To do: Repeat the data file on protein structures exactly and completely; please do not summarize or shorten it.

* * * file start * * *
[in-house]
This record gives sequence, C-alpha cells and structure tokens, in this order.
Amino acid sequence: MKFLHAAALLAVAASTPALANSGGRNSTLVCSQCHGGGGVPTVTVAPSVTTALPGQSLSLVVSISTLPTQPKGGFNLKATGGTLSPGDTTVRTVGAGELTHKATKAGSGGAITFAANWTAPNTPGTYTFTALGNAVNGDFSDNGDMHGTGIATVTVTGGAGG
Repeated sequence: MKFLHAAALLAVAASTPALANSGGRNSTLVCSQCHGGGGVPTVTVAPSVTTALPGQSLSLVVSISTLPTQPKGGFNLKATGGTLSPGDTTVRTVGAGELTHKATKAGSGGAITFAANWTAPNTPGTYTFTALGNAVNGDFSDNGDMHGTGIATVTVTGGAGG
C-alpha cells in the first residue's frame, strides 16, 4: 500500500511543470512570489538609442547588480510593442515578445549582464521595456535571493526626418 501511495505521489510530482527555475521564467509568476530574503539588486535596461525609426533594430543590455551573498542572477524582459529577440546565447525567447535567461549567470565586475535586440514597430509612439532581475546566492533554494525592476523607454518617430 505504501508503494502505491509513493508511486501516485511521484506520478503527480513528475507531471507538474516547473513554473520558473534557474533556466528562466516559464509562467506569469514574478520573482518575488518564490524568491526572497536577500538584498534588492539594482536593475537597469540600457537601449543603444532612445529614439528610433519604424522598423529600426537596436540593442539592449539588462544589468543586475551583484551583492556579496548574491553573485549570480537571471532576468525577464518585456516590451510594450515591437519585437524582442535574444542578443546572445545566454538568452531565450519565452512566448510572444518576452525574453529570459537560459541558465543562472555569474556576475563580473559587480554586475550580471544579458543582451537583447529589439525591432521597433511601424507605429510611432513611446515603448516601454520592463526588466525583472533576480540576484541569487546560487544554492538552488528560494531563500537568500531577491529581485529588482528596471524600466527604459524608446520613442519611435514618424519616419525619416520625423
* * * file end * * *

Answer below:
[in-house]
This record gives sequence, C-alpha cells and structure tokens, in this order.
Amino acid sequence: MKFLHAAALLAVAASTPALANSGGRNSTLVCSQCHGGGGVPTVTVAPSVTTALPGQSLSLVVSISTLPTQPKGGFNLKATGGTLSPGDTTVRTVGAGELTHKATKAGSGGAITFAANWTAPNTPGTYTFTALGNAVNGDFSDNGDMHGTGIATVTVTGGAGG
Repeated sequence: MKFLHAAALLAVAASTPALANSGGRNSTLVCSQCHGGGGVPTVTVAPSVTTALPGQSLSLVVSISTLPTQPKGGFNLKATGGTLSPGDTTVRTVGAGELTHKATKAGSGGAITFAANWTAPNTPGTYTFTALGNAVNGDFSDNGDMHGTGIATVTVTGGAGG
C-alpha cells in the first residue's frame, strides 16, 4: 500500500511543470512570489538609442547588480510593442515578445549582464521595456535571493526626418 501511495505521489510530482527555475521564467509568476530574503539588486535596461525609426533594430543590455551573498542572477524582459529577440546565447525567447535567461549567470565586475535586440514597430509612439532581475546566492533554494525592476523607454518617430 505504501508503494502505491509513493508511486501516485511521484506520478503527480513528475507531471507538474516547473513554473520558473534557474533556466528562466516559464509562467506569469514574478520573482518575488518564490524568491526572497536577500538584498534588492539594482536593475537597469540600457537601449543603444532612445529614439528610433519604424522598423529600426537596436540593442539592449539588462544589468543586475551583484551583492556579496548574491553573485549570480537571471532576468525577464518585456516590451510594450515591437519585437524582442535574444542578443546572445545566454538568452531565450519565452512566448510572444518576452525574453529570459537560459541558465543562472555569474556576475563580473559587480554586475550580471544579458543582451537583447529589439525591432521597433511601424507605429510611432513611446515603448516601454520592463526588466525583472533576480540576484541569487546560487544554492538552488528560494531563500537568500531577491529581485529588482528596471524600466527604459524608446520613442519611435514618424519616419525619416520625423